COMMENTARY: No benefit to recreational use of marijuana

by Sep 6, 2023OPINIONS0 comments

Snowbird Community (currently living in Tennessee)


There is no benefit whatsoever when it comes to recreational use of marijuana.  Not one.  Legalizing any drug for nothing other than recreational use will serve no purpose and will do more harm than anything else.  Some have suggested that marijuana sales could bring in more revenue for our tribe and our people.  This is a disingenuous argument and aims to manipulate public sentiment into voting for legalization.  Our tribal’s financial problems are not going to be answered by increasing revenue whenever our tribal leaders see fit.  Instead, any money issues we have as a tribe can best be resolved by controlled spending and lots of it. Even if controlled spending may not appear to be a readily available solution, constructive spending for members of our tribe would be a vastly superior option to something as trivial as legalizing drugs.  Imagine if our leaders would have spent 30 million dollars on land for houses for our people instead of marijuana.  Even more astounding is that the annual tribal budget is several times more than that of the surrounding counties combined yet our tribe has a lot less people and we still have tribal leadership saying we need more money.

Problems associated with drug use don’t just magically go away because the drug becomes legal.  Addiction and other health problems will continue to exist no matter the legal status of any drug.  Legalization would only exacerbate these issues.  Many supporters of recreational use indirectly point to the legalization of marijuana for self-medication.  Self-medicating via recreational marijuana use is something no medical professional would ever recommend as there are numerous issues with self-diagnosis and a high propensity for drug abuse.  We have seen what happens when people try to “self-medicate” with alcohol or prescription pills.  What makes anyone think marijuana would be different?  Medicinal use could be an avenue worth investigating but some of our tribal members are too busy fast-tracking and manipulating the whole process to serve their own self-interests.  What’s baffling is the idea that someone would consider giving broad access to a known addictive drug to a population that already has a drug problem.  Our people are still fighting substance issues and legalization would only make this fight more difficult by making marijuana widely available.  What we do know from recent studies is that the legalization of marijuana in certain states also causes an increase in use among adults and minors in those states.

Most people understand that addiction is a multi-faceted problem that often requires different types of intervention.  A concrete logic that is often left out of the debate is that no one can exhibit addictive behaviors to drugs unless they’re directly exposed to that substance. In other words, no one can become addicted to a drug that they don’t have access to. Even Harvard Medical School has said as much.  Our primary focus as a tribe should be trying to limit or restrict access to drugs to prevent addiction among our people.  Anyone who has ever tried to quit smoking will tell you it would have been a lot easier if they had never started.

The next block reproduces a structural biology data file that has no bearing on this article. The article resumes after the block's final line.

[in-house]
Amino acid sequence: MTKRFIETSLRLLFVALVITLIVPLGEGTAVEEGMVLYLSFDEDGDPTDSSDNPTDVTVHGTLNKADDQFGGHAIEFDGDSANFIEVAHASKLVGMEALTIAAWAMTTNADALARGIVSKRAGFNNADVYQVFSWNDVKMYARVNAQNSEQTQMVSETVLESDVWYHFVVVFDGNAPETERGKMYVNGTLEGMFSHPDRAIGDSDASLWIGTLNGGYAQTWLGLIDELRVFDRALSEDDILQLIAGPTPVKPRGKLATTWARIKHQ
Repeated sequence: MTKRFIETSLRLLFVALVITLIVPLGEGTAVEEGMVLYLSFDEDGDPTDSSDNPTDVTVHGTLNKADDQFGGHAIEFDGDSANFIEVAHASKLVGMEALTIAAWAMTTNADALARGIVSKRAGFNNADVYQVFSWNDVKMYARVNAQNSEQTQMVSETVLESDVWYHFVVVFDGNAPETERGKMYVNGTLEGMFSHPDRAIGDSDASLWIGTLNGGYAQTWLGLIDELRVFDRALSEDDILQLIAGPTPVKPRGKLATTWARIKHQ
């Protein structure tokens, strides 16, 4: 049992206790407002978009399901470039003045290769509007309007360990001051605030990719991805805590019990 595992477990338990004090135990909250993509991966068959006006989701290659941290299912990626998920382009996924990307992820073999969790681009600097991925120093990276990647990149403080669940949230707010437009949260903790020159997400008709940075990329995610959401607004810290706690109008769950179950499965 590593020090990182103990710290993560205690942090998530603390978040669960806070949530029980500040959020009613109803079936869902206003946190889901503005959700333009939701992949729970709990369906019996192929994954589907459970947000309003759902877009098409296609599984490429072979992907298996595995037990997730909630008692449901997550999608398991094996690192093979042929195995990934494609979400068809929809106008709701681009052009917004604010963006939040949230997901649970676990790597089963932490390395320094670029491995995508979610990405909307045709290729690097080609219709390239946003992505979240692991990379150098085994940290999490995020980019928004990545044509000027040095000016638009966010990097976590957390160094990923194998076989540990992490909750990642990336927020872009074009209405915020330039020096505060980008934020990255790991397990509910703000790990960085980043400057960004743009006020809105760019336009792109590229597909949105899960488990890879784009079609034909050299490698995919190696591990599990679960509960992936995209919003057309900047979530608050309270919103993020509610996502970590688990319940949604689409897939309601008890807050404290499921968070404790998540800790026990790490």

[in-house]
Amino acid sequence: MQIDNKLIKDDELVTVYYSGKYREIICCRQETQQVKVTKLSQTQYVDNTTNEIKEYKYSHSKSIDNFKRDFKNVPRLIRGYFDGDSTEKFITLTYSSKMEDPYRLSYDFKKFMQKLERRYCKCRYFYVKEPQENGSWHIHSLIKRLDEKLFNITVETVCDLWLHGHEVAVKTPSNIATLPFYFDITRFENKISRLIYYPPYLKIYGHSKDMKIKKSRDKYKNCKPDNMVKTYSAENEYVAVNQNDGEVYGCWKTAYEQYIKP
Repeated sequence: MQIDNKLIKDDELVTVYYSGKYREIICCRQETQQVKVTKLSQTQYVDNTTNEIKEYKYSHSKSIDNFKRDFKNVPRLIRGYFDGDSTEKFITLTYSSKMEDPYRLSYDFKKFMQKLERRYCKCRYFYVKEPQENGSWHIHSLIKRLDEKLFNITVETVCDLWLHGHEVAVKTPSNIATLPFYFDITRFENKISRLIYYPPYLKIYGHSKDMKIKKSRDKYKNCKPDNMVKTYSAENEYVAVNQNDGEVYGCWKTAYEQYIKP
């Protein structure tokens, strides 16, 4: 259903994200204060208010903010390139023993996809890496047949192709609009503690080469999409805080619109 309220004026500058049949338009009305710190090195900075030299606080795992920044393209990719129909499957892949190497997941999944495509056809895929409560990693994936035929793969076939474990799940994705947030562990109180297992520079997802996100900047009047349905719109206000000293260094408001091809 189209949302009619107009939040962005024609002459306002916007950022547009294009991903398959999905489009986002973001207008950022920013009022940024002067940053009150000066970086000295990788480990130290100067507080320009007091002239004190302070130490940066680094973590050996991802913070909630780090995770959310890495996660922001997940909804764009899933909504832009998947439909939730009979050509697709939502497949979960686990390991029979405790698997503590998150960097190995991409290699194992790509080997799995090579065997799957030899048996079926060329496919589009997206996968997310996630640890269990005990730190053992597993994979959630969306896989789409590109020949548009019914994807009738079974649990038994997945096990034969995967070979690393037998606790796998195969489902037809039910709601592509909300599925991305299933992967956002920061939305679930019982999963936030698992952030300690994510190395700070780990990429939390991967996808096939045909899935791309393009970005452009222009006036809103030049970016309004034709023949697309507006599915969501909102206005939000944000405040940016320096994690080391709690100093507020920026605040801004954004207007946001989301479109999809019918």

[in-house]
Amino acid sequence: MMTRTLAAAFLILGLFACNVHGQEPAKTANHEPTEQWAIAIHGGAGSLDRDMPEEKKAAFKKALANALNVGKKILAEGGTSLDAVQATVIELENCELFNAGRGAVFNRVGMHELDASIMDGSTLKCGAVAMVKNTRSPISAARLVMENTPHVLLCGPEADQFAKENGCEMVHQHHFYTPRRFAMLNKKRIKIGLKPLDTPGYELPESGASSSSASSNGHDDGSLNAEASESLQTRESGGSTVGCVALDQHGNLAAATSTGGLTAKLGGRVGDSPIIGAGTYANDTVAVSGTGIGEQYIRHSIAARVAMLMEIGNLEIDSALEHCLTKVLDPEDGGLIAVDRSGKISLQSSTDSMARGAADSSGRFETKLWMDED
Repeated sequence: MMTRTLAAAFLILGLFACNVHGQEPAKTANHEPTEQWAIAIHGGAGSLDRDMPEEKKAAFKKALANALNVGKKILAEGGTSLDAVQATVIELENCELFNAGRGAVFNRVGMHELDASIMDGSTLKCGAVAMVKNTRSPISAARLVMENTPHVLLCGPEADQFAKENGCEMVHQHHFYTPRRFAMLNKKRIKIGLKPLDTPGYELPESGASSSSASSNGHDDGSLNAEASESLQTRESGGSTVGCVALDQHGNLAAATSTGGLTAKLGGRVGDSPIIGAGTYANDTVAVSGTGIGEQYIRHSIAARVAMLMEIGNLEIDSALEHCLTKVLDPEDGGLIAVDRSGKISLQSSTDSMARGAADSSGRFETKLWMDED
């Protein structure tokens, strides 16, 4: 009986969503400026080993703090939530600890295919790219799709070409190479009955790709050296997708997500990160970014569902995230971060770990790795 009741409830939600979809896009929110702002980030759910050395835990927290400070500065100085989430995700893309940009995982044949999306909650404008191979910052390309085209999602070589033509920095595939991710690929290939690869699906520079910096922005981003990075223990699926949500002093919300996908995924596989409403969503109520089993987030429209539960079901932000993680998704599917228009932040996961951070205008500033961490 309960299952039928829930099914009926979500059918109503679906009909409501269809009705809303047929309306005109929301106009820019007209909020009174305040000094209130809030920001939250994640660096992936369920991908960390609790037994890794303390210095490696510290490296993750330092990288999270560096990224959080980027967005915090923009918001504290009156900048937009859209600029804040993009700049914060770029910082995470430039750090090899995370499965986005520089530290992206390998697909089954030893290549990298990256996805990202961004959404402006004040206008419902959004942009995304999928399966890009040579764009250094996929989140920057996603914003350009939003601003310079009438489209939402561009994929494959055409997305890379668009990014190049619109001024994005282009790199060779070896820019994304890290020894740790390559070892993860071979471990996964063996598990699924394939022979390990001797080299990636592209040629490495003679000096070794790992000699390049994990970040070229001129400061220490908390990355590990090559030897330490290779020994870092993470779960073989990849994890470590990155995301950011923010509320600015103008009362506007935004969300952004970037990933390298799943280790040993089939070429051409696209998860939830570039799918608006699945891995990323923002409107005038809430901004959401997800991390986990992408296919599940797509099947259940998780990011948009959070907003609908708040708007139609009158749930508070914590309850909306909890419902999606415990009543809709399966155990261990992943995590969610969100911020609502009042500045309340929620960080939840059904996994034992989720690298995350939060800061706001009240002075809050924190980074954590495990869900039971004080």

The debate around the war on drugs consists of weirdly conflated ideas that because we somehow “failed” at combating drug use we should simply abandon the idea of eliminating drug abuse from our society and legalize marijuana.  This logic makes absolutely no sense and would only increase drug use, not reduce it.  Think about this – the argument goes that to reduce drug abuse and addiction we should actually make drugs easier to obtain.  Dumbfounding would be a huge understatement.

With all the resources we have as a tribe, it is unfathomable to think that legalization is what we are focusing so heavily on.  This can’t possibly be the legacy we leave to future generations. What we need are responsible leaders who can control themselves when it comes to tribal dollars.  What we need is someone who can resist spending millions of tribal dollars on an illegal drug that is doing nothing but draining tribal resources to house and maintain.  What we need is leadership who will use tribal resources that lead to productive and positive environments for our people.  More than anything, what we need is to make actual investments in our people and protect our children’s futures by voting NO on recreational use.